Sidestepping Zero Tolerance
BOSTON — This past April, two students at the Lewis-Palmer High School in Monument, Colo., were caught with alcohol during an all-state band competition. After they were caught, six more students came forward and confessed. Under the school's "zero tolerance" policy, all eight were shown the door - expelled.
Their ouster was the fruit of Lewis-Palmer's "no mercy" policy. Get caught with any hint of alcohol and drugs and you're out.
The goal is a good one: to reduce school discipline problems. But while this favored reform of the 1990s has been welcomed by "get tough" proponents, the reality of its increasingly broad application is causing the fur to fly in ever greater quantities.
Just look at how the list of unhappy people at Lewis-Palmer grew in the wake of the expulsions. There were the parents, several of whose children were graduating honors students. Outraged, they appealed to the school board, saying the punishment far outweighed the crime.
The school board refused to budge. But it was overruled by a judge who heard a challenge by five of the families. He reinstated the kids and wiped the record clean, angering the board.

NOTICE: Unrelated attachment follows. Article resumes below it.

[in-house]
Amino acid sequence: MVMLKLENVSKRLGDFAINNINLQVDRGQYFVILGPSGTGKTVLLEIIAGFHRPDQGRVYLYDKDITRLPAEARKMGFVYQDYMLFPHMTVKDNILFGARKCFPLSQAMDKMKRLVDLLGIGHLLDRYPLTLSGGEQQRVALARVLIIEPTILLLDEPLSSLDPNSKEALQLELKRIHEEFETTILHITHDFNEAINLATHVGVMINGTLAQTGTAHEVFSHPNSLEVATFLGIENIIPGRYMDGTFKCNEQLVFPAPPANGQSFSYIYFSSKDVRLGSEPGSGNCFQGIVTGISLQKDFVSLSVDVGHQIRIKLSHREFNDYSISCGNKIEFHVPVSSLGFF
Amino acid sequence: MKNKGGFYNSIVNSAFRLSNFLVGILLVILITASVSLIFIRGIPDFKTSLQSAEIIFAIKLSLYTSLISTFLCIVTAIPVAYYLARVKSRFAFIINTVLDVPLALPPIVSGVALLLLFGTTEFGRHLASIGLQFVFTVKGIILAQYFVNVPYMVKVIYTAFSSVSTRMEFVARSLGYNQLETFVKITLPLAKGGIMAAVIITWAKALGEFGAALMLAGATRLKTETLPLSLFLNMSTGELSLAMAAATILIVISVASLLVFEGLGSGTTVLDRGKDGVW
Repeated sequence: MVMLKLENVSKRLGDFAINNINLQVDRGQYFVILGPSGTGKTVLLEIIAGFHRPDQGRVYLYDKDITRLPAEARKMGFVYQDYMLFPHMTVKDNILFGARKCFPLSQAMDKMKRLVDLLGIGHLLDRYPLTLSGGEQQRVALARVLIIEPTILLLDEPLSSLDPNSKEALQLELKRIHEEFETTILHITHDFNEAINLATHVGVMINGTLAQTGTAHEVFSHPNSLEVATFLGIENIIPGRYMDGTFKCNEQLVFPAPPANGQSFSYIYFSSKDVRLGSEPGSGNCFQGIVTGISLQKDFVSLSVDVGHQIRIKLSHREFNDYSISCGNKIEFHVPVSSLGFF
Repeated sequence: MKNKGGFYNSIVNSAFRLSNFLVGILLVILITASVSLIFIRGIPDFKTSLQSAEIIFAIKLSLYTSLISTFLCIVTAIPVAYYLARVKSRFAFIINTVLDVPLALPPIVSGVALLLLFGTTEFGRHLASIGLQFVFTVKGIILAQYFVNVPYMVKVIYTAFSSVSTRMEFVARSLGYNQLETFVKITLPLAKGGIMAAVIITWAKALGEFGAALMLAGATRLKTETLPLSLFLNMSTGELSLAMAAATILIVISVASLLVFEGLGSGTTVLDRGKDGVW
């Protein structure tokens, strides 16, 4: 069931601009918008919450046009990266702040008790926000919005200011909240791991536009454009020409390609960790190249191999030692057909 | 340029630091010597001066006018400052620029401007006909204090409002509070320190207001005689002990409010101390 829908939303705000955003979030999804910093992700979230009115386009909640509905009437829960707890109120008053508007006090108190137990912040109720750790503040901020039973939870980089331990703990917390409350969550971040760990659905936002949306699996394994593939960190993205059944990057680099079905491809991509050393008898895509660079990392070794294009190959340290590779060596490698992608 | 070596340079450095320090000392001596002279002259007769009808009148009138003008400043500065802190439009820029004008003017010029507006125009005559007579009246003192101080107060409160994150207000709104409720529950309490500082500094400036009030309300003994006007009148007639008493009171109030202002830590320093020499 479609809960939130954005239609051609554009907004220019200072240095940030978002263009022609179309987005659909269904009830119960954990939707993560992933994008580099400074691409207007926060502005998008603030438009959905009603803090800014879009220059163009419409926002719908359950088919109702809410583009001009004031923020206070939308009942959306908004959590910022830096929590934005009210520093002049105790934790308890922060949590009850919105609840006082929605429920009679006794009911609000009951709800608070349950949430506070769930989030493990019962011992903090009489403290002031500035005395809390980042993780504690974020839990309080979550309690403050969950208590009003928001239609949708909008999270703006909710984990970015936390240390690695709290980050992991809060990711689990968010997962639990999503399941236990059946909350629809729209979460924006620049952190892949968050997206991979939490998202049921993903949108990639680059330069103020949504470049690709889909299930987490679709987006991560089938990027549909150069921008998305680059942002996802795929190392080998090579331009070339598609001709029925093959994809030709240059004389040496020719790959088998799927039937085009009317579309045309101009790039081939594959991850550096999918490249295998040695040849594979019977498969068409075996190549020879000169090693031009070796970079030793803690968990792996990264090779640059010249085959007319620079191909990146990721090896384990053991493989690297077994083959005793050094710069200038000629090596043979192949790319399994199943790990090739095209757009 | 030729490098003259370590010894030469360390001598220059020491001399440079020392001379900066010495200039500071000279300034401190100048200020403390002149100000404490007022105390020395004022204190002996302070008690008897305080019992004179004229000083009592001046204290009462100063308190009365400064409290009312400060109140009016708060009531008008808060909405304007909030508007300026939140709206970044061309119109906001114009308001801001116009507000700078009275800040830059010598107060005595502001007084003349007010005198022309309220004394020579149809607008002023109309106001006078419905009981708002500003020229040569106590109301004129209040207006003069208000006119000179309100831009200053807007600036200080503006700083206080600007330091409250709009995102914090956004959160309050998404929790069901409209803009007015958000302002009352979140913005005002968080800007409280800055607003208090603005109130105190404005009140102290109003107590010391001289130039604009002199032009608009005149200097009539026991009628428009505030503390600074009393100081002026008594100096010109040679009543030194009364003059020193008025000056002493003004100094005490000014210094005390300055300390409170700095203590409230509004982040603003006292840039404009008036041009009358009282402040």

Then there are the three students who didn't appeal, whose parents either made them take their punishment or didn't have the funds to go to court.
And don't forget the 19 kids in the district who have been booted just this year for violating the policy. Joining them are many students who see a huge double standard: If you're an honors student and your parents can go to court, rules are no longer really rules. So why have them?
Drinking underage and at a school event is unacceptable behavior, and the students should have been disciplined. They knew the rules and exercised poor judgment in breaking them. But there are legitimate questions about the merits of inflexible procedures that don't distinguish between offenses or offenders. Clearly there's also a gap between people's perceptions of harsh discipline that sounds good and the results as applied to their children. All that can add up to making a mockery of rules by prompting court challenges and discouraging meaningful punishment.
James King, a senior, says the policy simply passes the buck: "Authority always looks for an easy answer. Along comes zero tolerance and they think this might be it. But it doesn't seem to have solved the problem."
In this case, it has created a raft of new ones - including students who have learned very little about disciplined behavior and a lot about paper tigers.
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